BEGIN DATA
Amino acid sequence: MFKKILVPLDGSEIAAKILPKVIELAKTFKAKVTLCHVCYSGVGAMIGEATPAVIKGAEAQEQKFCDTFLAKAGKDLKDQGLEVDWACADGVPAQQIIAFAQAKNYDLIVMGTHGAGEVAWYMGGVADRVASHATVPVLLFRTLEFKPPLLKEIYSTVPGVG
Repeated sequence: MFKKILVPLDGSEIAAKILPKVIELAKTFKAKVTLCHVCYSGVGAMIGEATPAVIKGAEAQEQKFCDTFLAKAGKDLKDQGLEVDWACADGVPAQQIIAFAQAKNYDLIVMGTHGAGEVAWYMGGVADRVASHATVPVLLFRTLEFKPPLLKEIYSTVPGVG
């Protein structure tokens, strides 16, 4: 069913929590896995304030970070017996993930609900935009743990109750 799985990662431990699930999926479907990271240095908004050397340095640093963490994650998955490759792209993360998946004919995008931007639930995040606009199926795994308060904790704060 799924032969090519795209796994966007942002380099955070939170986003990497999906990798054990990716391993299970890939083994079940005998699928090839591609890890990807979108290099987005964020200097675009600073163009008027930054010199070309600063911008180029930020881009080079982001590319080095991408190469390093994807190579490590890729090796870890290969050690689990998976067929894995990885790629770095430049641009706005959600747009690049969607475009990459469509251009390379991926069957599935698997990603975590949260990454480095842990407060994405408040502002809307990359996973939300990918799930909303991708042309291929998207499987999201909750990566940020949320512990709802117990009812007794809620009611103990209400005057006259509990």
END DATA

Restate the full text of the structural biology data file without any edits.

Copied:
Amino acid sequence: MFKKILVPLDGSEIAAKILPKVIELAKTFKAKVTLCHVCYSGVGAMIGEATPAVIKGAEAQEQKFCDTFLAKAGKDLKDQGLEVDWACADGVPAQQIIAFAQAKNYDLIVMGTHGAGEVAWYMGGVADRVASHATVPVLLFRTLEFKPPLLKEIYSTVPGVG
Repeated sequence: MFKKILVPLDGSEIAAKILPKVIELAKTFKAKVTLCHVCYSGVGAMIGEATPAVIKGAEAQEQKFCDTFLAKAGKDLKDQGLEVDWACADGVPAQQIIAFAQAKNYDLIVMGTHGAGEVAWYMGGVADRVASHATVPVLLFRTLEFKPPLLKEIYSTVPGVG
């Protein structure tokens, strides 16, 4: 069913929590896995304030970070017996993930609900935009743990109750 799985990662431990699930999926479907990271240095908004050397340095640093963490994650998955490759792209993360998946004919995008931007639930995040606009199926795994308060904790704060 799924032969090519795209796994966007942002380099955070939170986003990497999906990798054990990716391993299970890939083994079940005998699928090839591609890890990807979108290099987005964020200097675009600073163009008027930054010199070309600063911008180029930020881009080079982001590319080095991408190469390093994807190579490590890729090796870890290969050690689990998976067929894995990885790629770095430049641009706005959600747009690049969607475009990459469509251009390379991926069957599935698997990603975590949260990454480095842990407060994405408040502002809307990359996973939300990918799930909303991708042309291929998207499987999201909750990566940020949320512990709802117990009812007794809620009611103990209400005057006259509990």